The story of Rwanda is a remarkable one. The world has rarely witnessed such an orgy of violence and killing as that during the Rwandan genocide, which began 17 years ago today. Over one million Tutsis and a number of their Hutu sympathisers were killed during 100 days of the horrors in 1994: the survivors are still very much dealing with the consequences.
How the country has rebuilt itself since the genocide is astounding. Travel to Kigali today and you will see high rise office blocks, international hotels, spotless streets, and zero tolerance of even the most minor misdemeanour. It is almost impossible to believe that the streets were littered with bodies and running with rivers of blood so relatively recently.
The situation though for many of the 400,000 genocide survivors – whether young or old, widow or orphan – remains extremely challenging. The legacy of genocide touches almost every aspect of their lives. Many are impoverished and face complex health problems, such as HIV and recurring trauma. Many others are still without shelter or without access to education and in need of support to bury relatives. Survivors are still threatened with violence, attacked or even killed by former perpetrators, and a climate of fear often persists in their lives.
Survivors receive only a fraction of the support most require. The Government of Rwanda Assistance Fund for Survivors (FARG), which collects five percent of domestic tax revenue from Rwandans each year, is overstretched. This year it can only support 1,500 of more than 10,000 young survivors who applied for university funding . With many such young survivors caring for other orphans, the likelihood of them ever being able to secure a decent job becomes ever more remote as each year passes.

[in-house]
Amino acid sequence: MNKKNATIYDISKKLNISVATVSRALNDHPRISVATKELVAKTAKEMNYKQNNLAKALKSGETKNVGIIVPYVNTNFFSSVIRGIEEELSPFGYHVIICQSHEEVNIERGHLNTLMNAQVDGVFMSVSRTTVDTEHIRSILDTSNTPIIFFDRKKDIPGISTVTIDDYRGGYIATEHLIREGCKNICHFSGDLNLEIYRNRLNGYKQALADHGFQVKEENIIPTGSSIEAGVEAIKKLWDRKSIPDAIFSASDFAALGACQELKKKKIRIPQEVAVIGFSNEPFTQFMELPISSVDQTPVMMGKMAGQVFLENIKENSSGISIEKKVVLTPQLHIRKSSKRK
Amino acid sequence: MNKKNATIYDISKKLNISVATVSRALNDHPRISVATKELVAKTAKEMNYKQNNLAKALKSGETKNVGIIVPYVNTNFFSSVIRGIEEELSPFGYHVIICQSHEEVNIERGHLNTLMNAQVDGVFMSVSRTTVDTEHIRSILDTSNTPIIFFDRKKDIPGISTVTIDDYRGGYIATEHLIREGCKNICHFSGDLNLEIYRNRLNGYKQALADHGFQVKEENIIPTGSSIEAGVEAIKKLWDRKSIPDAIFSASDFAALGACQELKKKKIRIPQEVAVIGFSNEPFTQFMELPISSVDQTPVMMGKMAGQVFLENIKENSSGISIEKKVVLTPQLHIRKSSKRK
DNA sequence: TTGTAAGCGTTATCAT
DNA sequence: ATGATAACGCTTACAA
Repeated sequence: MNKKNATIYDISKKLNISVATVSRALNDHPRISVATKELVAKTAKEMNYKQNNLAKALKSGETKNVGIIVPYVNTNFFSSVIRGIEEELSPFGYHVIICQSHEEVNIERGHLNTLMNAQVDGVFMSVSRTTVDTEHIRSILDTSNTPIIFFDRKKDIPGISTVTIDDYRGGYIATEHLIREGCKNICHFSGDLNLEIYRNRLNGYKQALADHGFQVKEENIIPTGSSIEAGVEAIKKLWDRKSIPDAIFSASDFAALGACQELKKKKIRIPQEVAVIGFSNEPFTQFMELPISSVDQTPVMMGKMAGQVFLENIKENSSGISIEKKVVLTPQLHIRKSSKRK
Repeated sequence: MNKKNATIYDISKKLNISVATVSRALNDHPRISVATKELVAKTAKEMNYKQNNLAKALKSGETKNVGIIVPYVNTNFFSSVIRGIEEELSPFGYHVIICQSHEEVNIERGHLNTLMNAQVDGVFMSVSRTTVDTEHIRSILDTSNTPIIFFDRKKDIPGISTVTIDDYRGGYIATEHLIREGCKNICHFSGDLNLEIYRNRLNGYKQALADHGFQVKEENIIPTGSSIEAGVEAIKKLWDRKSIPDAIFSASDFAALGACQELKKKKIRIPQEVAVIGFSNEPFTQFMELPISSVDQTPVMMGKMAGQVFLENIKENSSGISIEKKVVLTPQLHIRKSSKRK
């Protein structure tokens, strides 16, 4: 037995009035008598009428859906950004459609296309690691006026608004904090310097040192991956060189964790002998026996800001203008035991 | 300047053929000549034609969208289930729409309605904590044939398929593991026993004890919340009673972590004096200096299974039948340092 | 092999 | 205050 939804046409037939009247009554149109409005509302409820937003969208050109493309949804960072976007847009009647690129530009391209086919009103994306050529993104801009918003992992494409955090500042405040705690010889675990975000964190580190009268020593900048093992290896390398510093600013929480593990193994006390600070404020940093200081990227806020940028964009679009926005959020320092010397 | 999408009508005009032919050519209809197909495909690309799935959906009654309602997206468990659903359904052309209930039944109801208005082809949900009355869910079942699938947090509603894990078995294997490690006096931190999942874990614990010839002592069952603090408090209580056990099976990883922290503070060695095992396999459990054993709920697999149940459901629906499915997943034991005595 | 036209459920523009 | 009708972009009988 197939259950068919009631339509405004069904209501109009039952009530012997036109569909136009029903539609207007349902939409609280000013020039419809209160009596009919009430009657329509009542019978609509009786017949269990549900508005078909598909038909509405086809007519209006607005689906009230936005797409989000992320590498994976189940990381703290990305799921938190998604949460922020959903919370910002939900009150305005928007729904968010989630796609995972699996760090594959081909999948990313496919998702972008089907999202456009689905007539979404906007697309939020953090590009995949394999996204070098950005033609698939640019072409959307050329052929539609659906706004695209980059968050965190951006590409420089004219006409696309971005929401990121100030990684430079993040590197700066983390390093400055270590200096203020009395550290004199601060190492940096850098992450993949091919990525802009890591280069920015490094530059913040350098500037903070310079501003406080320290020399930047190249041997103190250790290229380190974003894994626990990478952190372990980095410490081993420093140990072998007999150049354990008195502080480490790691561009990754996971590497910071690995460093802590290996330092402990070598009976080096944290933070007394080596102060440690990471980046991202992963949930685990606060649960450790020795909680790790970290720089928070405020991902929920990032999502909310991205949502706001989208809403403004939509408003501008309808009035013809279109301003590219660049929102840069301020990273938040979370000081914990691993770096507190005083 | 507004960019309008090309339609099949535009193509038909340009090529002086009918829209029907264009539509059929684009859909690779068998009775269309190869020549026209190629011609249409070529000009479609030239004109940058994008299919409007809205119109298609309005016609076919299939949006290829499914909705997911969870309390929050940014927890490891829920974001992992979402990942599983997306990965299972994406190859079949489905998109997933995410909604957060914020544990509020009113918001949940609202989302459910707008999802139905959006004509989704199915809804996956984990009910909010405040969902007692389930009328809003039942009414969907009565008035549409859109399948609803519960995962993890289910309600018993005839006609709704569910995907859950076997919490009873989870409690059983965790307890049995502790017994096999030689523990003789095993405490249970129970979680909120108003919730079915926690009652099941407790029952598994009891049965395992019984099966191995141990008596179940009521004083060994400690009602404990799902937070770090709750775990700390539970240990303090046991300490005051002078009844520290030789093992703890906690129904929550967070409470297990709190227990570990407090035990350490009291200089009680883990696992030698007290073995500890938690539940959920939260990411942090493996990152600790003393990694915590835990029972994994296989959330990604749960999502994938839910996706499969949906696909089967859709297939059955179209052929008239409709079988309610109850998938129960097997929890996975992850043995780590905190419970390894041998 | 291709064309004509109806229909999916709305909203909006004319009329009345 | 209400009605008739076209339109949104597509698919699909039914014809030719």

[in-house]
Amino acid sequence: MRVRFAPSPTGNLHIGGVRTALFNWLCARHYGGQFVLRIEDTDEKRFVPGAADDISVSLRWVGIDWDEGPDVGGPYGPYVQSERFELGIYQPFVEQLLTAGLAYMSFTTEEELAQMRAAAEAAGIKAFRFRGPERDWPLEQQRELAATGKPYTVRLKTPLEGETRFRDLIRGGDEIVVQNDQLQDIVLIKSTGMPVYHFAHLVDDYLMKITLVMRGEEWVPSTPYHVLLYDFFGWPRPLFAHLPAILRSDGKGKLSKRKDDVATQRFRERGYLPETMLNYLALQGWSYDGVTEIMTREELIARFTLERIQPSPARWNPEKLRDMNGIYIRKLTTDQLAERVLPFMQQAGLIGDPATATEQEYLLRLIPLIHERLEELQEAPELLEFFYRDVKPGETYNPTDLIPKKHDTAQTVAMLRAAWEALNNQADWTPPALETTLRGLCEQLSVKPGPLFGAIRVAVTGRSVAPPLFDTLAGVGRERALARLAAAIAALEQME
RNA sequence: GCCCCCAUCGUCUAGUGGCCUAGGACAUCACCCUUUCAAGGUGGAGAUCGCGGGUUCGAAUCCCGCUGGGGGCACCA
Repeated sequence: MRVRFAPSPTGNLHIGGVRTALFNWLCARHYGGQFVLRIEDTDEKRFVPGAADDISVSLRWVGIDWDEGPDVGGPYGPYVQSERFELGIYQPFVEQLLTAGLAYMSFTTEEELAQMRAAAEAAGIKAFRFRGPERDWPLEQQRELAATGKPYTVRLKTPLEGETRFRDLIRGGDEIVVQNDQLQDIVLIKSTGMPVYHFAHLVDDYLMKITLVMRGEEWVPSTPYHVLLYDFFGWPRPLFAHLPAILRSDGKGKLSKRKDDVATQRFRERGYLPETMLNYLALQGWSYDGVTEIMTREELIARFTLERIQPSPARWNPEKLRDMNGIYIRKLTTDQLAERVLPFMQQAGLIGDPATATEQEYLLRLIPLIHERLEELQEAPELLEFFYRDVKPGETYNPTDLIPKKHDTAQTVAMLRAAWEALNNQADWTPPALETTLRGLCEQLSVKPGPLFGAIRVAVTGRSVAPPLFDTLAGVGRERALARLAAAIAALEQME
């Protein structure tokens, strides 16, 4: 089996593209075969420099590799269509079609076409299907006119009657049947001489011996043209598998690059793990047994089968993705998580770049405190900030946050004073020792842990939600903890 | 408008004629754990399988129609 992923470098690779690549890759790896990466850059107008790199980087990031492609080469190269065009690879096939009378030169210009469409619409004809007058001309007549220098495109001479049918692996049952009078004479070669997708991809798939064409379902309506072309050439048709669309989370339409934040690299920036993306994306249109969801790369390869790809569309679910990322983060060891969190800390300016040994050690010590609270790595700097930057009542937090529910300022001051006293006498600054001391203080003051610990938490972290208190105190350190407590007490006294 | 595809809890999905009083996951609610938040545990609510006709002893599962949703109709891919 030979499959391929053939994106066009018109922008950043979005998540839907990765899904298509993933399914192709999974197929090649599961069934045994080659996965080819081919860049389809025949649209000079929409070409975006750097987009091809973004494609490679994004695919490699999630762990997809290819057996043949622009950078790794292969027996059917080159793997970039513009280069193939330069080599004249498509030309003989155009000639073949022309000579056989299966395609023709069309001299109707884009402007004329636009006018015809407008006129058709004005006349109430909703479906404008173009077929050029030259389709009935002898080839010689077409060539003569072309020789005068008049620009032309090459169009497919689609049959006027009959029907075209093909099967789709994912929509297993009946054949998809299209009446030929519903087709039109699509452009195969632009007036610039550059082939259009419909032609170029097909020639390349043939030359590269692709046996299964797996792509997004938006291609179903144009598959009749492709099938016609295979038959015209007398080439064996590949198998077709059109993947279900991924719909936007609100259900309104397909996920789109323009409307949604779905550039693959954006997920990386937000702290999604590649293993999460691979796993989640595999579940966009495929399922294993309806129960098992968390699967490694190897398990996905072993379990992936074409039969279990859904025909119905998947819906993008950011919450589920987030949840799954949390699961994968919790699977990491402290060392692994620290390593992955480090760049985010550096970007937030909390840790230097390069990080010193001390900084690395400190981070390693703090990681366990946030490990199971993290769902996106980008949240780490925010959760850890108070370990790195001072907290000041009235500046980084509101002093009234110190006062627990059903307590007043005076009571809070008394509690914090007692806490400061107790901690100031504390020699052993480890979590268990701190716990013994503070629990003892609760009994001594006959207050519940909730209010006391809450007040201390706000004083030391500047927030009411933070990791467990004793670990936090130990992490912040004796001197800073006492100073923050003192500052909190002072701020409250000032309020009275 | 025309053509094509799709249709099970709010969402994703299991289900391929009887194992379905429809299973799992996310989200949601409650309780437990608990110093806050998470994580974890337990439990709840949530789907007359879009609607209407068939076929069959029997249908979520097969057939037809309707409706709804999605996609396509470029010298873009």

This is just one example of many where survivors’ needs are still unmet. Of the £330 million which the British Government has committed to Rwanda over the next four years, none will be targeted at supporting survivors.
Closer to home, 39 suspected ‘genocidaires’ are still living freely in the UK today – most notably Dr Vincent Bajinya, accused of organising the interahamwe, the Hutu militia which committed the genocide. An extradition request for him, and three other Rwandans who alleged organised killings in their local areas, to face justice in Rwanda was refused by the High Court in 2009. Despite new legislation in the Coroners and Justice Act to enable trials of war crimes committed overseas after 1991 to be heard in the UK, their cases have still not been referred on to the Crown Prosecution Service.
Thankfully there are success stories: survivors who have overcome the greatest obstacles to rebuild their lives. Their strength is astounding. They have helped not only themselves to a better life, but those less fortunate than themselves as well. At the end of last year, one such survivor, Odette Kayirere, Coordinator of AVEGA Agahozo, the Association of Widows of the Genocide, was awarded the Guardian International Development Achievement Award for her work supporting thousands of widows and orphans in the country’s Eastern Province.
Odette and AVEGA are now working to open a new office to reach the 8,500 widows in the Southern Region of Rwanda still requiring support. As many widows are now ageing, and without the families that traditionally would support them, the need for AVEGA’s help is ever-more critical.
For them, the justice for which the survivors campaign will come too late, if ever it arrives. If reconciliation is ever truly to be possible in Rwanda, it will be built on a foundation of restorative justice. That can only be achieved by enabling survivors to rebuild their own lives: with a home, an education, healthcare, security. In so doing, we will truly honour the memory of the victims.
For today, it is time to reflect. One million Tutsis and a number of their Hutu sympathisers were killed in the 1994 genocide. As we remember them today, remember as well the 400,000 survivors still living and dying from the genocide 17 years on.